In the past 10 days I've written several articles for The Nation, marking the 65th anniversary of the atomic bombings of Japan, all of them detailingwith some form of suppression or "cover-up" of certain facts, truths or images about the attacks and the aftermath. Two of those articles are explored in separate but connected segments of NPR's popular weekly "On the Media" program.
The segments, with Brooke Gladstone as narrator and interviewer, have been posted online, even as they begin to air on public radio stations all over the country this weekend. You can listen now.
The first segment concerns the outright censorship of the first articles written from Nagasaki by an American reporter, carried out by the U.S. military, under the direction of Douglas MacArthur. The articles, warning of "Disease X," by a well-regarded war correspondent George Weller, did not see the light of day for 60 years. And see my article here.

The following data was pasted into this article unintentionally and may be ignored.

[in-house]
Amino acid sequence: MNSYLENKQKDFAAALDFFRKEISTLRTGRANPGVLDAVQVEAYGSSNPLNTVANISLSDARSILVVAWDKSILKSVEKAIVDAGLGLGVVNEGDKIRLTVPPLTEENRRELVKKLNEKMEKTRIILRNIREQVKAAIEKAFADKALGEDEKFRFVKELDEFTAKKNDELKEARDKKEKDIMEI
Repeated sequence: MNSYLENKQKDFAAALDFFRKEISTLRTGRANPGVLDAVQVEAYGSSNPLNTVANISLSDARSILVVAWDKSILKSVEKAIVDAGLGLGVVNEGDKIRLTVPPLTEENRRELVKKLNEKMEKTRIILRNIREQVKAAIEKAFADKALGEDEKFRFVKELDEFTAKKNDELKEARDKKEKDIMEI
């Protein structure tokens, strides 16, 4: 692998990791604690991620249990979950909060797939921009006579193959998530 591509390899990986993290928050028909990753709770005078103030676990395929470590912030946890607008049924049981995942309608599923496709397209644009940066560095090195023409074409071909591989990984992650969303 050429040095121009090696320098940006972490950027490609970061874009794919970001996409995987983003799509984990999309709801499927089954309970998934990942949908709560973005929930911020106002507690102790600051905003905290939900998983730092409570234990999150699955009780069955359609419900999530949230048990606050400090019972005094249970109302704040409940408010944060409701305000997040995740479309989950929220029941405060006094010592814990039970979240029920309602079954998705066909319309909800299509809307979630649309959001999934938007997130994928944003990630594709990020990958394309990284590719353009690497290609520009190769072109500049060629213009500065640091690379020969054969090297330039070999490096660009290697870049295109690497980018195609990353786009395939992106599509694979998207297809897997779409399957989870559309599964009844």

The second segment probes the little-known story of the first Hollywood movie about the making, and using, of the first bomb, The Beginning or The End -- and how it started as a cautionery tale about a future arms race and other dangers and ended up as a glorification of The Bomb and its use against Japanese civilians. President Truman himself played a key role in editing the final script. The actor who played the president in the early takes was bounced after writing a critical letter to Truman. See article here.
Much more about all of this can be found in the book I wrote with fellow Nation veteran Robert Jay Lifton, Hiroshima in America.